Shares of Grubhub (NYSE:GRUB) were up by double digits last month as the stock caught a tailwind from broader gains in the market and investors struggled to assess the impact of the coronavirus pandemic on the food delivery specialist. As became clear over the course of the month, there were both positive and negative effects on its business from the pandemic.
The stock finished the month up 17%, according to data from S&P Global Market Intelligence, though it whipsawed for much of April, as the chart below shows.
After a brief dive to start the quarter, Grubhub shares roared higher along with the broader market. Congress and the Federal Reserve took steps to shore up the economy, and coronavirus cases around the world were peaking. The company also benefited from signs that more restaurant companies, including Dunkin' Brands Group, were turning to it for delivery.
But Grubhub threw cold water on the rally on April 13, when the stock fell 12% after the company offered investors an update. Management said it expected results to be slightly above the midpoint of its earlier guidance for revenue of $350 million to $370 million and adjusted EBITDA of $15 million to $25 million.
It added that performance was trending above or at the high end of its guidance for the first 10 weeks, but the pandemic led to a swift change starting in mid-March. As a result of that impact, daily average orders were just flat in the quarter. Orders began to recover in April, but it withdrew its guidance as it plans to invest much of its second-quarter profits into helping its restaurant partners.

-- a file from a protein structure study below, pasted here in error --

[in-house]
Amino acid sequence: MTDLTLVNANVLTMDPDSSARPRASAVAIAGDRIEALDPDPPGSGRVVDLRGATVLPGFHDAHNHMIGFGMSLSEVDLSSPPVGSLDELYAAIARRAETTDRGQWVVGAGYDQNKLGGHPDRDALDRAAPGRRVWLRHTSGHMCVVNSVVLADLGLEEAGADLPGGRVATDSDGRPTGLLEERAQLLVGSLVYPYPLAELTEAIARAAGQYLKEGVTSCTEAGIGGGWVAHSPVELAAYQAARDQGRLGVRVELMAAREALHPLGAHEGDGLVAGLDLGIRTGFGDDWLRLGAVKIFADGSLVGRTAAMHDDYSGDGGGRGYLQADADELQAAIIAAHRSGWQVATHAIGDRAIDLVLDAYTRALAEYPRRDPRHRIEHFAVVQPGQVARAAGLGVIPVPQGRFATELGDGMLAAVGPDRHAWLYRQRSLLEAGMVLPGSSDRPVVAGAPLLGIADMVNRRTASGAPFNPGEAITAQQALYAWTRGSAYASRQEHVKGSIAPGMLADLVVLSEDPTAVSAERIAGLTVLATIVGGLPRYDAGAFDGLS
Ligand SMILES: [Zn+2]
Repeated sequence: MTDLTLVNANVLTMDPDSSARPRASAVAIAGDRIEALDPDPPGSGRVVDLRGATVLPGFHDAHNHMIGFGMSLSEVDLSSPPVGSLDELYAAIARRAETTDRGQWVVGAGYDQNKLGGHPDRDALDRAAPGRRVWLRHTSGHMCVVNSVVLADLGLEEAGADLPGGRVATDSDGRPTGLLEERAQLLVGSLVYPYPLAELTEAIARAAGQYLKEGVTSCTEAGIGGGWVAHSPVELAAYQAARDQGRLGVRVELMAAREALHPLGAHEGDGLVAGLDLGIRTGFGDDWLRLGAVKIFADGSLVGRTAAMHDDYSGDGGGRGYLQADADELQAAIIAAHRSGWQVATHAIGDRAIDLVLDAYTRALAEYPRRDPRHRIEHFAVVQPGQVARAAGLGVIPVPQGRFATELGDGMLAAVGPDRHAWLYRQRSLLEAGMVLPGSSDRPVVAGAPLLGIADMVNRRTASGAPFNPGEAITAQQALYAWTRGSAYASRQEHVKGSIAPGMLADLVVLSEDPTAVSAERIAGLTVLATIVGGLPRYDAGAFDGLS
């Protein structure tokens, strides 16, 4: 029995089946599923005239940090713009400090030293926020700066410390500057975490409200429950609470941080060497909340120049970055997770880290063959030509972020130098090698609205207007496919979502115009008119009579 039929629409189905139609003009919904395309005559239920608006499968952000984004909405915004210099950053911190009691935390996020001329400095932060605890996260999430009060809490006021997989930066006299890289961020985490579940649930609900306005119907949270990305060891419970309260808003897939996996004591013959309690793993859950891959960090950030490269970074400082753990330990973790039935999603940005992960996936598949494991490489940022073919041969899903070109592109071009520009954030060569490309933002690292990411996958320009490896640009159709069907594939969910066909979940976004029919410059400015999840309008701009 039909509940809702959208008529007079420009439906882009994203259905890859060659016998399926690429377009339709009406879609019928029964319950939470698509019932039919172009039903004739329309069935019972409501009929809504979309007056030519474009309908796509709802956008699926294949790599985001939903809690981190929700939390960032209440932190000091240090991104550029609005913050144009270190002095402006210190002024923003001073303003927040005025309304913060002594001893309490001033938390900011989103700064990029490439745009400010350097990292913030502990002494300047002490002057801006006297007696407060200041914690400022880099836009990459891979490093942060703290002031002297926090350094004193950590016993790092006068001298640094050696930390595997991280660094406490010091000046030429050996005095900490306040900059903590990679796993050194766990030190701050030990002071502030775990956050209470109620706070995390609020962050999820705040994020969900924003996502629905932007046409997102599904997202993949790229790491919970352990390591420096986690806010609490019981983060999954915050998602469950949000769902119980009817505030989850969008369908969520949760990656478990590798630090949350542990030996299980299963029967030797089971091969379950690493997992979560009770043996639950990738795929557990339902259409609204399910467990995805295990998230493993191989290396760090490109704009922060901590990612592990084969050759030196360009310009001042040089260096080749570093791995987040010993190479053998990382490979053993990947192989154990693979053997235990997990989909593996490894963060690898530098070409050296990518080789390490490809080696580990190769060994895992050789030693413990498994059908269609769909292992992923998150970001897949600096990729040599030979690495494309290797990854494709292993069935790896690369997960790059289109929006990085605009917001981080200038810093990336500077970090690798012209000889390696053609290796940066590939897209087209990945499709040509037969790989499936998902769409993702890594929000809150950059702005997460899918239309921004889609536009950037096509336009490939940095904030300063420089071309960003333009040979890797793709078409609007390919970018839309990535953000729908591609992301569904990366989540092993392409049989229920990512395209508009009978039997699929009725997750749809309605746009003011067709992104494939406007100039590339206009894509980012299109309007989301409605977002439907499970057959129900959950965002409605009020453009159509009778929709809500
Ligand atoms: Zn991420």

In the last week of April, the stock gained as a number of restaurants reported off-premise sales continuing to improve in April, a positive sign for Grubhub.
Grubhub is set to report earnings after hours on Wednesday, May 6. Analysts expect revenue to grow 10.3% to $357.2 million, with a loss of $0.04 per share, down from a profit of $0.30 per share in the year-ago quarter. There are larger questions facing Grubhub about what the restaurant industry will look like in the aftermath of the pandemic, as a large number of independent operators are expected to close. Restaurants and local jurisdictions have also begun pushing back on delivery fees from third-party providers like Grubhub, adding more uncertainty to the equation.
While food delivery may be in high demand these days, Grubhub still faces significant challenges during the pandemic. Look for some insight from management when its earnings report comes out.